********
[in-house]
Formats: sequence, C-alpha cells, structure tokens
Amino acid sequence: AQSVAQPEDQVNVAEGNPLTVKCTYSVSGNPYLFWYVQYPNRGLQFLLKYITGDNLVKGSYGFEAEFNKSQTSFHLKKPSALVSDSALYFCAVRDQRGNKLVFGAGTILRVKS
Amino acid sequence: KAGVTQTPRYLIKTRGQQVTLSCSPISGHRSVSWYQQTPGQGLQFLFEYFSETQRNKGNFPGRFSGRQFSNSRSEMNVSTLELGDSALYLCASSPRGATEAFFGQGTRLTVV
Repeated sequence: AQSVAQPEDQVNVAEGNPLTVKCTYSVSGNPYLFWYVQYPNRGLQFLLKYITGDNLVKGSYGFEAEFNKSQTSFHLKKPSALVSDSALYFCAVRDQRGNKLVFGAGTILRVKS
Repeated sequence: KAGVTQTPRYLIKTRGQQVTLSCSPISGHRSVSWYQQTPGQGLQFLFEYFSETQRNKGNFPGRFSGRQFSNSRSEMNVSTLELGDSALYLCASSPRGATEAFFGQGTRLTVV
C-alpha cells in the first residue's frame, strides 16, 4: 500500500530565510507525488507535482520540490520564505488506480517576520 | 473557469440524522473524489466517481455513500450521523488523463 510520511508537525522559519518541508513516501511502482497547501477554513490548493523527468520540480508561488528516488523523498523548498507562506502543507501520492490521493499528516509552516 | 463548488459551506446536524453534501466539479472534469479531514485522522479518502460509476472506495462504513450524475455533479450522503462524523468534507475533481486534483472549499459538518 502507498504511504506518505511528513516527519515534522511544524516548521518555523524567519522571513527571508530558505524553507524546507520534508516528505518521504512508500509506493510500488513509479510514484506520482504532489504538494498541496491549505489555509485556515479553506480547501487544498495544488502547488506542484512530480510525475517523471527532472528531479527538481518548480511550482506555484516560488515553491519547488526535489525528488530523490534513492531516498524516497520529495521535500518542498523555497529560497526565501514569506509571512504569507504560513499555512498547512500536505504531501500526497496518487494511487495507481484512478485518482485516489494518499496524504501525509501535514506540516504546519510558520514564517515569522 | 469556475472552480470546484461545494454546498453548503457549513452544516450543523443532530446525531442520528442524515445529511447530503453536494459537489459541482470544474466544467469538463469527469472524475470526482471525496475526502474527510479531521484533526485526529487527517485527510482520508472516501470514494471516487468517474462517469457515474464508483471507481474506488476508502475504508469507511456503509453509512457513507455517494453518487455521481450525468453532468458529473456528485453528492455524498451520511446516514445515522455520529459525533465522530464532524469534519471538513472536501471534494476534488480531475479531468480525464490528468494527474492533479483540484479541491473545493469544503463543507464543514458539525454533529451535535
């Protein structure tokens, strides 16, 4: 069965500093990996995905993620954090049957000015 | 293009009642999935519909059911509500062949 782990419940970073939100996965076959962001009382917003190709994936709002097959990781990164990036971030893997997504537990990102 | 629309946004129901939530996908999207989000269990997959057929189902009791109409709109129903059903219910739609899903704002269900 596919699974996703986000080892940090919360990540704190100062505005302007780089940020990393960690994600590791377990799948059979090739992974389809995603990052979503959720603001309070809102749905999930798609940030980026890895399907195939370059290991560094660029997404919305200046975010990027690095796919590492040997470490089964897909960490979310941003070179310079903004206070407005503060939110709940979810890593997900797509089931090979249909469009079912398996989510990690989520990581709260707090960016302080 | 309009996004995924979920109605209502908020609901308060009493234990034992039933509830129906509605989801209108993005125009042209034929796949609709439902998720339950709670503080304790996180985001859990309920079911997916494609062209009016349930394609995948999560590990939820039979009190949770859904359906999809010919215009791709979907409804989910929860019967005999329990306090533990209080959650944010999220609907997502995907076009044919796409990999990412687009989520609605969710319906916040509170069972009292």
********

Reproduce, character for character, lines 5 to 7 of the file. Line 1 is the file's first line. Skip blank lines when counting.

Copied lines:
Repeated sequence: AQSVAQPEDQVNVAEGNPLTVKCTYSVSGNPYLFWYVQYPNRGLQFLLKYITGDNLVKGSYGFEAEFNKSQTSFHLKKPSALVSDSALYFCAVRDQRGNKLVFGAGTILRVKS
Repeated sequence: KAGVTQTPRYLIKTRGQQVTLSCSPISGHRSVSWYQQTPGQGLQFLFEYFSETQRNKGNFPGRFSGRQFSNSRSEMNVSTLELGDSALYLCASSPRGATEAFFGQGTRLTVV
C-alpha cells in the first residue's frame, strides 16, 4: 500500500530565510507525488507535482520540490520564505488506480517576520 | 473557469440524522473524489466517481455513500450521523488523463 510520511508537525522559519518541508513516501511502482497547501477554513490548493523527468520540480508561488528516488523523498523548498507562506502543507501520492490521493499528516509552516 | 463548488459551506446536524453534501466539479472534469479531514485522522479518502460509476472506495462504513450524475455533479450522503462524523468534507475533481486534483472549499459538518 502507498504511504506518505511528513516527519515534522511544524516548521518555523524567519522571513527571508530558505524553507524546507520534508516528505518521504512508500509506493510500488513509479510514484506520482504532489504538494498541496491549505489555509485556515479553506480547501487544498495544488502547488506542484512530480510525475517523471527532472528531479527538481518548480511550482506555484516560488515553491519547488526535489525528488530523490534513492531516498524516497520529495521535500518542498523555497529560497526565501514569506509571512504569507504560513499555512498547512500536505504531501500526497496518487494511487495507481484512478485518482485516489494518499496524504501525509501535514506540516504546519510558520514564517515569522 | 469556475472552480470546484461545494454546498453548503457549513452544516450543523443532530446525531442520528442524515445529511447530503453536494459537489459541482470544474466544467469538463469527469472524475470526482471525496475526502474527510479531521484533526485526529487527517485527510482520508472516501470514494471516487468517474462517469457515474464508483471507481474506488476508502475504508469507511456503509453509512457513507455517494453518487455521481450525468453532468458529473456528485453528492455524498451520511446516514445515522455520529459525533465522530464532524469534519471538513472536501471534494476534488480531475479531468480525464490528468494527474492533479483540484479541491473545493469544503463543507464543514458539525454533529451535535